Check out the Brooklyn neighborhood where Bernie Sanders and Ruth Bader Ginsburg went to high school
Eye on Real Estate: Their alma mater is James Madison High School; the neighborhood's called Madison
Feel the Bern.
Sen. Bernie Sanders, the popular but ultimately unsuccessful contender for the 2016 Democratic Presidential nomination, went to high school in this Brooklyn neighborhood.
So did United States Supreme Court Justice Ruth Bader Ginsburg and Sen. Chuck Schumer.
A nifty neighborhood called Madison is the home of James Madison High School, which gets considerable media attention because of its astonishing number of high-profile alumni.
We would be remiss if we neglected to mention that singer-songwriter Carole King and TV notable Judge Judy also graduated from the public high school located at 3787 Bedford Ave.
The neighborhood around the school is called Madison. As Brooklyn real-estate aficionados know, it is a place of great charm, with big suburban-style houses with lawns scattered among smaller homes and 20th century rowhouses.
A Brooklyn version of Spanish-Revival architecture
The most eye-catching houses in the area were built in the 1920s or thereabouts, judging from certificates of occupancy in city Buildings Department records.
The house designs are a pared-down Brooklyn version of Spanish-Revival architecture — with stucco exteriors, asymmetrical facades and barrel tiles on their roofs, which have minimal overhang.
Often these big, stand-alone houses are on lawns that slope up from the sidewalk.
Sometimes the facades are partly brick, or completely brick.
Over the years, some of these Spanish Revival-style houses have been enlarged or otherwise altered. Some have siding on them — but look great.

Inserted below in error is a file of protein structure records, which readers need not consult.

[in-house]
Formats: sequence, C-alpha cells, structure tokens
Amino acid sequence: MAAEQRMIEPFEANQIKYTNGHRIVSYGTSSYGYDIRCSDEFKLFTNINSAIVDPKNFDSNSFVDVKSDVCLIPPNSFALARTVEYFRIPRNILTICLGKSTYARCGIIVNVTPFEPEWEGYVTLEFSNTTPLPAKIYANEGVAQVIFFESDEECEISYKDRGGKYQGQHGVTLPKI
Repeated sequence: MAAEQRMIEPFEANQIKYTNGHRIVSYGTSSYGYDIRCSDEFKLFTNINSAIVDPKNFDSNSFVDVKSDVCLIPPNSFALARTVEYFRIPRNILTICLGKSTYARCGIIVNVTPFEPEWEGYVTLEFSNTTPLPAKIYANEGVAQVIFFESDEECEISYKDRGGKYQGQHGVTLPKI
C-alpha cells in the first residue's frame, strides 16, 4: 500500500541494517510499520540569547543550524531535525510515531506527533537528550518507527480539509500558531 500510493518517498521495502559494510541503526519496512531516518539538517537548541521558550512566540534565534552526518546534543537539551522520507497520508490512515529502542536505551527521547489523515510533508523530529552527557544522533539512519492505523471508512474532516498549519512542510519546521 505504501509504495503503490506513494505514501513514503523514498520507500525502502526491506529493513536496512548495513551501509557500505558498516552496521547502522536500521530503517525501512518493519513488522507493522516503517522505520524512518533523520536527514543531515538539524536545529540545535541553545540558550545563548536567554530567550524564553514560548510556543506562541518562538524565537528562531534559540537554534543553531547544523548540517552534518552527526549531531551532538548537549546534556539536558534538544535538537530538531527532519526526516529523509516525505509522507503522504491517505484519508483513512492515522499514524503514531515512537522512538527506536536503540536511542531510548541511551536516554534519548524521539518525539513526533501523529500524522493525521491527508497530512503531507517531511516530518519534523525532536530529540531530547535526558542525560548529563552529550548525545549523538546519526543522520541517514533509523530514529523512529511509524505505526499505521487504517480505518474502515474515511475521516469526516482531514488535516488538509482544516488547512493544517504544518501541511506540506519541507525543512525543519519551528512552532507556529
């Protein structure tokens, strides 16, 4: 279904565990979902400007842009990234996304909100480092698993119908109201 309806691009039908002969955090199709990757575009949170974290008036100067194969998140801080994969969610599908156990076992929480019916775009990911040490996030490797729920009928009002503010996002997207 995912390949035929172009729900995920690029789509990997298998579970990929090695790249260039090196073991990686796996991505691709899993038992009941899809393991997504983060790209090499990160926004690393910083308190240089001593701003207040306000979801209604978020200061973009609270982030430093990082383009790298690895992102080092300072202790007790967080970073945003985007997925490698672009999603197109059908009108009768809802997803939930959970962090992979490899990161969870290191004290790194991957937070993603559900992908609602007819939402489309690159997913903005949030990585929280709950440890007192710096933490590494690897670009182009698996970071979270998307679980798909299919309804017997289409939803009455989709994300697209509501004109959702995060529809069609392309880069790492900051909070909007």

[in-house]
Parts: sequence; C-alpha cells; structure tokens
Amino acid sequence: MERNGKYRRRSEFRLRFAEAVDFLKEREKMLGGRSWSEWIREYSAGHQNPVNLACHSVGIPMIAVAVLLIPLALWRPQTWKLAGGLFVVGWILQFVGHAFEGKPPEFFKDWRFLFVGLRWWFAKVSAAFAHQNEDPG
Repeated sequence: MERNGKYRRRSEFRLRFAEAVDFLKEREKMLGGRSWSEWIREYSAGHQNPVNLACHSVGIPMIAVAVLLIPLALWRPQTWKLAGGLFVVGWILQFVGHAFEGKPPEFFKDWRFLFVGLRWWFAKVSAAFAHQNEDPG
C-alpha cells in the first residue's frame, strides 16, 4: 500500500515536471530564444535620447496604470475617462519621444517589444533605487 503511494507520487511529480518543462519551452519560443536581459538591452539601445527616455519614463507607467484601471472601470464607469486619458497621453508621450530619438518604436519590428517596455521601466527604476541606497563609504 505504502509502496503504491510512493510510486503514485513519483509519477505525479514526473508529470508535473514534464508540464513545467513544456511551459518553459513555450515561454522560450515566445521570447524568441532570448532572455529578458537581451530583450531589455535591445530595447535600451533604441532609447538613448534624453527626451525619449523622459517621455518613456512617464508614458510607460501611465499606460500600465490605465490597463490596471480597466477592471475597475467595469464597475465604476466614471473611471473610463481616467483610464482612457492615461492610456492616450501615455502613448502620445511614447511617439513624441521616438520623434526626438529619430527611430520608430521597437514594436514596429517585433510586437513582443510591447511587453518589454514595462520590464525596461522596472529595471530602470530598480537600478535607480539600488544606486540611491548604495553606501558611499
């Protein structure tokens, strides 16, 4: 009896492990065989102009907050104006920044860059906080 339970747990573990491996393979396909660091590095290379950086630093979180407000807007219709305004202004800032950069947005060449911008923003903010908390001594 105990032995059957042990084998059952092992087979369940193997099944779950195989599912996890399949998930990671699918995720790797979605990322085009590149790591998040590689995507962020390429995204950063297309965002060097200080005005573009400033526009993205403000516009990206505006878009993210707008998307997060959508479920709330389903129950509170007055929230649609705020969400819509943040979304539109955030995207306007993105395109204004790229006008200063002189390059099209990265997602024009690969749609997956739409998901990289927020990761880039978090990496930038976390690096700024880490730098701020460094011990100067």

Big old houses in other architectural styles can be found on corner lots in the neighborhood. And some eye-catching big, new houses have been built in Madison.
There are apartment buildings here and there. Sen. Sanders grew up in one at 1525 East 26th St. near Kings Highway.
Two noteworthy Madison houses were built long before the neighborhood was developed. They are Dutch Colonial-style city landmarks, one constructed before the Revolutionary War, the other in 1834.
Wear comfy shoes when you go seeking architectural eye candy
Madison is located just west of Marine Park. Some people consider Madison to be a part of Sheepshead Bay.
“The Neighborhoods of Brooklyn,” an informative book edited by Kenneth T. Jackson and John B. Manbeck, identifies Madison’s boundaries as Ocean Avenue, Kings Highway, Nostrand Avenue, Gerritsen Avenue and Avenue U.
It’s a great place spot to stroll and see architectural eye candy.
But wear your most comfortable walking shoes. The closest subway station, the Kings Highway stop for the B and Q lines, is an 18-minute walk from East 28th Street, where many of Madison’s prettiest houses can be found.
The houses on Avenue P are also especially great-looking, and so are the ones on East 27th Street near the high school.
When you need to take a break from your stroll, you can eat baklava at Safir Bakery or have a cabbage roll at Jay & Lloyd’s Kosher Delicatessen. Both eateries are on Avenue U, a commercial corridor with numerous mom-and-pop shops and eateries.
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